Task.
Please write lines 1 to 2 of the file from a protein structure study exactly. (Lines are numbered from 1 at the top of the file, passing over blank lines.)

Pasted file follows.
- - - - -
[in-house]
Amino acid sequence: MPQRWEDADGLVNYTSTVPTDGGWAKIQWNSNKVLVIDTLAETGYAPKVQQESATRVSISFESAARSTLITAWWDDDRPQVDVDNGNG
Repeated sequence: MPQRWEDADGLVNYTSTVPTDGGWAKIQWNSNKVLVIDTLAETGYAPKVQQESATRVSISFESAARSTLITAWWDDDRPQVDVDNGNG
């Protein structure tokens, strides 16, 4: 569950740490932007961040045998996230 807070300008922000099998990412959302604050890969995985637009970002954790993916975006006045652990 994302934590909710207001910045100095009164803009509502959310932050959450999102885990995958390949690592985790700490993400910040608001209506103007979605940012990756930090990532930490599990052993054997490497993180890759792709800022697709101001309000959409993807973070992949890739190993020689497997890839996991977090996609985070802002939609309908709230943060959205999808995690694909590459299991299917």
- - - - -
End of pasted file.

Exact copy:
[in-house]
Amino acid sequence: MPQRWEDADGLVNYTSTVPTDGGWAKIQWNSNKVLVIDTLAETGYAPKVQQESATRVSISFESAARSTLITAWWDDDRPQVDVDNGNG